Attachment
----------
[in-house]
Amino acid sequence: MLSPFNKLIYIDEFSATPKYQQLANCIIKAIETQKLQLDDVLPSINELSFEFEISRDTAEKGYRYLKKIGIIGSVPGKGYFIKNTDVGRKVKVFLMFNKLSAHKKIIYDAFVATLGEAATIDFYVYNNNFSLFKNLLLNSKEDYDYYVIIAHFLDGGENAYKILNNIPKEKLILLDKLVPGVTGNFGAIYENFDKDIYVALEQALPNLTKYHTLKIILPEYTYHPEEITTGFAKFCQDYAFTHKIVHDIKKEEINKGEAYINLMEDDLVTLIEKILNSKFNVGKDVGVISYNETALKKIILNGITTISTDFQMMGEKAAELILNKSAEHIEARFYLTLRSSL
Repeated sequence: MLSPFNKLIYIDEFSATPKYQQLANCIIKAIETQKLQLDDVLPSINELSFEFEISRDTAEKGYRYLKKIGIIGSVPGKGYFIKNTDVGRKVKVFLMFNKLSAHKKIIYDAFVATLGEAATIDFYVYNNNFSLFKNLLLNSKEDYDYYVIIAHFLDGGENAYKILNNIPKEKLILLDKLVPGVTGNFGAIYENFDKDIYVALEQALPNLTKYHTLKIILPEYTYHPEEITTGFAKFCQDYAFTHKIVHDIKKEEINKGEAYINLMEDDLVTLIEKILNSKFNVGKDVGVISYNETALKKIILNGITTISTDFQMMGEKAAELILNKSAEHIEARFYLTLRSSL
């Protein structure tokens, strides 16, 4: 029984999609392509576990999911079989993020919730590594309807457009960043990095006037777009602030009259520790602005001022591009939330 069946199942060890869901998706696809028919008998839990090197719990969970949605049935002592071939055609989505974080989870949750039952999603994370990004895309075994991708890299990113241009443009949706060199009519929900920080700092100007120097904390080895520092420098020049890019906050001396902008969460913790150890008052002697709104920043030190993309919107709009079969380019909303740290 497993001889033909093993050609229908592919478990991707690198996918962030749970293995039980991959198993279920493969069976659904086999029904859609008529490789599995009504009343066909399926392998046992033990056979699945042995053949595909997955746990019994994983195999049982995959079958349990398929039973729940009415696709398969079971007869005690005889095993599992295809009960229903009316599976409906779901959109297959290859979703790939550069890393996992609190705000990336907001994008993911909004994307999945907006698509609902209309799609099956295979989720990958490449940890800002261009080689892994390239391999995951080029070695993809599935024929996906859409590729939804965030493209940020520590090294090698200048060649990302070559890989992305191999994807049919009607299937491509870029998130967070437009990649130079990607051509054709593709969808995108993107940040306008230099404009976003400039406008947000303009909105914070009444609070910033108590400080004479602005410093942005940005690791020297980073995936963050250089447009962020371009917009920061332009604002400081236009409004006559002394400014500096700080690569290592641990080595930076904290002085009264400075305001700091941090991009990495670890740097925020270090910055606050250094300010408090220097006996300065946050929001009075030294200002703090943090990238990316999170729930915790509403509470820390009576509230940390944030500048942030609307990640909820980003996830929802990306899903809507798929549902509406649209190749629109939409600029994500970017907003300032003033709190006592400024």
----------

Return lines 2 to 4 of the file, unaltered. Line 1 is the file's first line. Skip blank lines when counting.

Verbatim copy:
Amino acid sequence: MLSPFNKLIYIDEFSATPKYQQLANCIIKAIETQKLQLDDVLPSINELSFEFEISRDTAEKGYRYLKKIGIIGSVPGKGYFIKNTDVGRKVKVFLMFNKLSAHKKIIYDAFVATLGEAATIDFYVYNNNFSLFKNLLLNSKEDYDYYVIIAHFLDGGENAYKILNNIPKEKLILLDKLVPGVTGNFGAIYENFDKDIYVALEQALPNLTKYHTLKIILPEYTYHPEEITTGFAKFCQDYAFTHKIVHDIKKEEINKGEAYINLMEDDLVTLIEKILNSKFNVGKDVGVISYNETALKKIILNGITTISTDFQMMGEKAAELILNKSAEHIEARFYLTLRSSL
Repeated sequence: MLSPFNKLIYIDEFSATPKYQQLANCIIKAIETQKLQLDDVLPSINELSFEFEISRDTAEKGYRYLKKIGIIGSVPGKGYFIKNTDVGRKVKVFLMFNKLSAHKKIIYDAFVATLGEAATIDFYVYNNNFSLFKNLLLNSKEDYDYYVIIAHFLDGGENAYKILNNIPKEKLILLDKLVPGVTGNFGAIYENFDKDIYVALEQALPNLTKYHTLKIILPEYTYHPEEITTGFAKFCQDYAFTHKIVHDIKKEEINKGEAYINLMEDDLVTLIEKILNSKFNVGKDVGVISYNETALKKIILNGITTISTDFQMMGEKAAELILNKSAEHIEARFYLTLRSSL
């Protein structure tokens, strides 16, 4: 029984999609392509576990999911079989993020919730590594309807457009960043990095006037777009602030009259520790602005001022591009939330 069946199942060890869901998706696809028919008998839990090197719990969970949605049935002592071939055609989505974080989870949750039952999603994370990004895309075994991708890299990113241009443009949706060199009519929900920080700092100007120097904390080895520092420098020049890019906050001396902008969460913790150890008052002697709104920043030190993309919107709009079969380019909303740290 497993001889033909093993050609229908592919478990991707690198996918962030749970293995039980991959198993279920493969069976659904086999029904859609008529490789599995009504009343066909399926392998046992033990056979699945042995053949595909997955746990019994994983195999049982995959079958349990398929039973729940009415696709398969079971007869005690005889095993599992295809009960229903009316599976409906779901959109297959290859979703790939550069890393996992609190705000990336907001994008993911909004994307999945907006698509609902209309799609099956295979989720990958490449940890800002261009080689892994390239391999995951080029070695993809599935024929996906859409590729939804965030493209940020520590090294090698200048060649990302070559890989992305191999994807049919009607299937491509870029998130967070437009990649130079990607051509054709593709969808995108993107940040306008230099404009976003400039406008947000303009909105914070009444609070910033108590400080004479602005410093942005940005690791020297980073995936963050250089447009962020371009917009920061332009604002400081236009409004006559002394400014500096700080690569290592641990080595930076904290002085009264400075305001700091941090991009990495670890740097925020270090910055606050250094300010408090220097006996300065946050929001009075030294200002703090943090990238990316999170729930915790509403509470820390009576509230940390944030500048942030609307990640909820980003996830929802990306899903809507798929549902509406649209190749629109939409600029994500970017907003300032003033709190006592400024």